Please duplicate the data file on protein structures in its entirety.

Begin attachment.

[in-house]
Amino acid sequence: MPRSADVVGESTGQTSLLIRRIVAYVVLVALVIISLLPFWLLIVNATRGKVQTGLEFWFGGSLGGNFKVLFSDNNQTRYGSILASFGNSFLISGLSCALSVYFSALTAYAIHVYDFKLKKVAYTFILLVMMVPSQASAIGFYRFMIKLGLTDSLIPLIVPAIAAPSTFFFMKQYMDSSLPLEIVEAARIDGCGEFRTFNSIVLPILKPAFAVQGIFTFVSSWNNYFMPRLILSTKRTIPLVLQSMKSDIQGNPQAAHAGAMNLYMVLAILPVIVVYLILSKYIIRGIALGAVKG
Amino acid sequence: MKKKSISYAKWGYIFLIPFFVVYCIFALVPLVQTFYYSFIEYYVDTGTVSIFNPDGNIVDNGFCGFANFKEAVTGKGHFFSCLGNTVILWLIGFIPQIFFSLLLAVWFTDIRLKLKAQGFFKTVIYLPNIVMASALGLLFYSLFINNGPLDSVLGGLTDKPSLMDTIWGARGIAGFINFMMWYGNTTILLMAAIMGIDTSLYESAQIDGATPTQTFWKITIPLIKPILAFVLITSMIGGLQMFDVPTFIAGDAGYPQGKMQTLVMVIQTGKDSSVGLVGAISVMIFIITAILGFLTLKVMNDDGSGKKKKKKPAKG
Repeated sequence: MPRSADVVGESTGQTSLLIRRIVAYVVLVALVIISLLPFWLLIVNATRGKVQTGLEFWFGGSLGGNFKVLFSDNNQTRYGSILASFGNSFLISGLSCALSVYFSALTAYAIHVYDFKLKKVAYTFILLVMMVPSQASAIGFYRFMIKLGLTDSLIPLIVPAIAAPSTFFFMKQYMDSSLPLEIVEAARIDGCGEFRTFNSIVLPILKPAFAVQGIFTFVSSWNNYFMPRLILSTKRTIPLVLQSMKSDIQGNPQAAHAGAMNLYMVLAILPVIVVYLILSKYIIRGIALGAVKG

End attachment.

[in-house]
Amino acid sequence: MPRSADVVGESTGQTSLLIRRIVAYVVLVALVIISLLPFWLLIVNATRGKVQTGLEFWFGGSLGGNFKVLFSDNNQTRYGSILASFGNSFLISGLSCALSVYFSALTAYAIHVYDFKLKKVAYTFILLVMMVPSQASAIGFYRFMIKLGLTDSLIPLIVPAIAAPSTFFFMKQYMDSSLPLEIVEAARIDGCGEFRTFNSIVLPILKPAFAVQGIFTFVSSWNNYFMPRLILSTKRTIPLVLQSMKSDIQGNPQAAHAGAMNLYMVLAILPVIVVYLILSKYIIRGIALGAVKG
Amino acid sequence: MKKKSISYAKWGYIFLIPFFVVYCIFALVPLVQTFYYSFIEYYVDTGTVSIFNPDGNIVDNGFCGFANFKEAVTGKGHFFSCLGNTVILWLIGFIPQIFFSLLLAVWFTDIRLKLKAQGFFKTVIYLPNIVMASALGLLFYSLFINNGPLDSVLGGLTDKPSLMDTIWGARGIAGFINFMMWYGNTTILLMAAIMGIDTSLYESAQIDGATPTQTFWKITIPLIKPILAFVLITSMIGGLQMFDVPTFIAGDAGYPQGKMQTLVMVIQTGKDSSVGLVGAISVMIFIITAILGFLTLKVMNDDGSGKKKKKKPAKG
Repeated sequence: MPRSADVVGESTGQTSLLIRRIVAYVVLVALVIISLLPFWLLIVNATRGKVQTGLEFWFGGSLGGNFKVLFSDNNQTRYGSILASFGNSFLISGLSCALSVYFSALTAYAIHVYDFKLKKVAYTFILLVMMVPSQASAIGFYRFMIKLGLTDSLIPLIVPAIAAPSTFFFMKQYMDSSLPLEIVEAARIDGCGEFRTFNSIVLPILKPAFAVQGIFTFVSSWNNYFMPRLILSTKRTIPLVLQSMKSDIQGNPQAAHAGAMNLYMVLAILPVIVVYLILSKYIIRGIALGAVKG